I M A G E S & H I S T O R Y : : N A S S A U P O I N T H I S T O R Y
THE BERGEN HOUSE
Dave Bergen is the fourth generation to own the property at 9525 Nassau Point Road. The land was bought by his great grandmother Bretz in the early 1900’s for $1000 and the house was built c. 1909, over 100 years ago.
At the time it was the southernmost home on the Point. The plot and two plots north of it and all the way to the Point was a high, treeless dune with only sea grass and scrub vegetation. Some trees were planted over the years, but many of them just evolved naturally.
Several additions have been made to the house, notably an up to date kitchen, but the house retains the look and feel of its time and is filled with beautiful antique furniture.
During renovations made eight years ago, a large galvanized cistern was uncovered in the ceiling along with extensive pipework. It had been used to store and feed rainwater by gravity for the house. The cistern was left in place after repairs to the roof and the ceiling were completed since it was too expensive and difficult to tear out. In addition to the cistern, they discovered all shapes and sizes of wood that had been used to build the house. The best guess was that the builders used a lot a scrap wood in the construction.
Dave’s grandparents, Schuyler and Margaret Bergen, came out from their home in Brooklyn regularly on Friday nights during Prohibition. One summer day, they drove out on Thursday and found a group of men unloading cases of alcohol from under the porch. The rum runners had been bringing the liquor to the house by boat. It was later picked up by a crew with a truck to bring it to New York City.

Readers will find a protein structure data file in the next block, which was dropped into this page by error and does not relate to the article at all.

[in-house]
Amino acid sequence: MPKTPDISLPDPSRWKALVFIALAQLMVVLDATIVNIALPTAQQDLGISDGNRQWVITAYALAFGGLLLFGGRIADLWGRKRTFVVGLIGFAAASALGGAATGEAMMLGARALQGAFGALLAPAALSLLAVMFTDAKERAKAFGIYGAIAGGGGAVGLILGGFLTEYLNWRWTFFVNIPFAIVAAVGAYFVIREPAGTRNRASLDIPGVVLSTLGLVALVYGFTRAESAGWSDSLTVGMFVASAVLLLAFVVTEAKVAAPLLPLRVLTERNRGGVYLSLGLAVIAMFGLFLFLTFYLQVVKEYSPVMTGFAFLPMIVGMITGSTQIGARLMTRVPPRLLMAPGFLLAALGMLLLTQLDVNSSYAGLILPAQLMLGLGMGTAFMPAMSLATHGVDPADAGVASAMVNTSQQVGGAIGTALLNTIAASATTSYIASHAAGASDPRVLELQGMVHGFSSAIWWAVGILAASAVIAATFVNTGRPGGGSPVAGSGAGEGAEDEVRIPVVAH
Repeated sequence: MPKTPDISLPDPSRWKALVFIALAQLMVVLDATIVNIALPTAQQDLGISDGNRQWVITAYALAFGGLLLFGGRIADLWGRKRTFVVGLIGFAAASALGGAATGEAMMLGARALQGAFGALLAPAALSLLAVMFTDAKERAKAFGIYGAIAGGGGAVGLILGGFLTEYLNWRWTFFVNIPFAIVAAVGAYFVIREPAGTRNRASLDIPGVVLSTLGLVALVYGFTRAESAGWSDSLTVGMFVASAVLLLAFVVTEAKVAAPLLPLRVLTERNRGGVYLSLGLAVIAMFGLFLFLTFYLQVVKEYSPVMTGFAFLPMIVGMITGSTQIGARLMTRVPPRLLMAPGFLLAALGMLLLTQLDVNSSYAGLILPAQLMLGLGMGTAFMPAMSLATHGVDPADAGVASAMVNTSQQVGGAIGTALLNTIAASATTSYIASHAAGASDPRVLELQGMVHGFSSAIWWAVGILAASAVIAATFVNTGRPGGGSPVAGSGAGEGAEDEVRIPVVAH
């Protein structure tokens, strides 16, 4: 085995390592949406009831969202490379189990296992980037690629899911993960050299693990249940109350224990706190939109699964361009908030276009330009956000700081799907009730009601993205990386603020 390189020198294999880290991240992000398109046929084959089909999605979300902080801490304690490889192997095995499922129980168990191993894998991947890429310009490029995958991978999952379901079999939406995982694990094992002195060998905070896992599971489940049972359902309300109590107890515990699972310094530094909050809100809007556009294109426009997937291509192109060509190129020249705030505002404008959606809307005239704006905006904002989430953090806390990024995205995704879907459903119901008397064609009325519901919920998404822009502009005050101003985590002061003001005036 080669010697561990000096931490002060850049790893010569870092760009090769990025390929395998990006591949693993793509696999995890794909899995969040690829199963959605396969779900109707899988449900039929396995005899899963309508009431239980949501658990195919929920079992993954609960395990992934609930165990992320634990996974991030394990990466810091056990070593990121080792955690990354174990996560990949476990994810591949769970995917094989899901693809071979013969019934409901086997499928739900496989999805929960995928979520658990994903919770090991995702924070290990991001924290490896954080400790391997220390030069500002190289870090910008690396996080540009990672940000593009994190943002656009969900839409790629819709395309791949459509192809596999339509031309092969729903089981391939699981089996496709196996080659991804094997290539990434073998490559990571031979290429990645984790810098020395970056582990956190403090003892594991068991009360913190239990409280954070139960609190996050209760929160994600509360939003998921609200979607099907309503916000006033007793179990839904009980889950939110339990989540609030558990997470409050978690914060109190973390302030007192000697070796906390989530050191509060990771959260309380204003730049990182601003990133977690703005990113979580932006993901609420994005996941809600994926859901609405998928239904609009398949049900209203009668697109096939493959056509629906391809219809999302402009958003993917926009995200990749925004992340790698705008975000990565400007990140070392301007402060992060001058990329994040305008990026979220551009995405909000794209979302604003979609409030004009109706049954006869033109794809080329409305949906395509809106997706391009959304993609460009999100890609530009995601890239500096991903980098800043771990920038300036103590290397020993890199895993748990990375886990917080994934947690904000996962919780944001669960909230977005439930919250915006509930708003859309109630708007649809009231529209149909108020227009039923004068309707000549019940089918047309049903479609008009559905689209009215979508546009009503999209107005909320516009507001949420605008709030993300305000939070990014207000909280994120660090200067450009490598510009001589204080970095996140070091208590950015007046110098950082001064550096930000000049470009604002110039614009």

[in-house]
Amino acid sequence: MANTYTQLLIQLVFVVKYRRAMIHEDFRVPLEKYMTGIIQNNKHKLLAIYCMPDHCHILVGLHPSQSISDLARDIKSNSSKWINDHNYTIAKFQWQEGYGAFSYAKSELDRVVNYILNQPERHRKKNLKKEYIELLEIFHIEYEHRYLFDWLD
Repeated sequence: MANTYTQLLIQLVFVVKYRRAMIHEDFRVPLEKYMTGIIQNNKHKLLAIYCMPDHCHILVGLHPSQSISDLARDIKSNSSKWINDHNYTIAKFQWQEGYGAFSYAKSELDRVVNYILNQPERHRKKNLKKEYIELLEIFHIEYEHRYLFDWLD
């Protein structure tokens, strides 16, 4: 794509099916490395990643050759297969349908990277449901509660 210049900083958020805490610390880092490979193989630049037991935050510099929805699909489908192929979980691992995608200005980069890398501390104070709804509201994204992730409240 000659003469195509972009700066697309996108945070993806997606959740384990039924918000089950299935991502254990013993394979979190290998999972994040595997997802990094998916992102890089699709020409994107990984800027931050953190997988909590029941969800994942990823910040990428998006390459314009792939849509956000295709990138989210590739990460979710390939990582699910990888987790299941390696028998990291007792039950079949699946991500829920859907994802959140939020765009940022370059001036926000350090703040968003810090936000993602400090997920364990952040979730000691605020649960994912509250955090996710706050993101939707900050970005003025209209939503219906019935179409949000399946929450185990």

Grandfather saw this as a business opportunity and he gave them permission to continue their pickups on the condition that one case of Scotch was left for him each weekend. He kept a few bottles for himself and brought ten bottles or so a week to some of his favorite Brooklyn restaurants in exchange for free meals.
Since there were many transfer spots along the North Fork, Route 25 had a dangerous reputation as a shooting gallery with one set of “importers” trying to protect their loads from another. Two other photos show Dave and his grandmother standing at the same spot in front of the house.
Another set of grandparents, the Pfeil’s, bought a home in New Suffolk and, in the early 1940’s floated it over to Fishermen’s Beach. They did not realize the extent of the sandbar and the barge was stuck. They had to sit it out on the bay overnight and wait for the high tide to complete the move. Later, they bought land across the street and built a boathouse. The structure still remains, improved to a home that sits on Broadwaters Cove.
The Pfeils sold to the Samuels family in the early 1960’s and the house remains there with a few improvements. It is the second house on the left on Fishermen’s Beach Road.
Just north of the Bergen house is a home built in 1925 by Marian Ales parents.
In 1924, Marian’s father, Dr. S. Lloyd Fisher, a veteran of World War I and his wife, Maud Bouker Fisher, were staying at a hotel that had been established at the old Burr Mansion, the oldest house on Nassau Point. The hotel stood at the top of the hill at the confluence of Bayberry and Bridge Lane, on the site of property currently owned by the Lan family. The hotel burned down in 1927. The local real estate developer was sitting on the hotel porch one evening and took the Fishers to the bluff on the east side. They liked the area so much that they bought two lots of land.
The family contracted with an architect named Bryson, who had an office in Brooklyn. The local builder was Edgar Tuthill. And the house at 9475 Nassau Point Road was built a year later. The fee was 10% over cost and the deal was sealed with a handshake. A two story boathouse was built on the beach by Bernard Tuthill, Edgar’s son. The upper room of the beach house was used as a playroom by Marian and her brother, Paul.
In 1974, Marion and Paul sold the original house and her husband built her current home at 9345 Nassau Point Road.
Bryson also built a home for himself at 7650 Nassau Point Road, currently owned by the Stack family.
Submitted for web publication 9-12 By John Barthel, NPPOA Historian (Chair)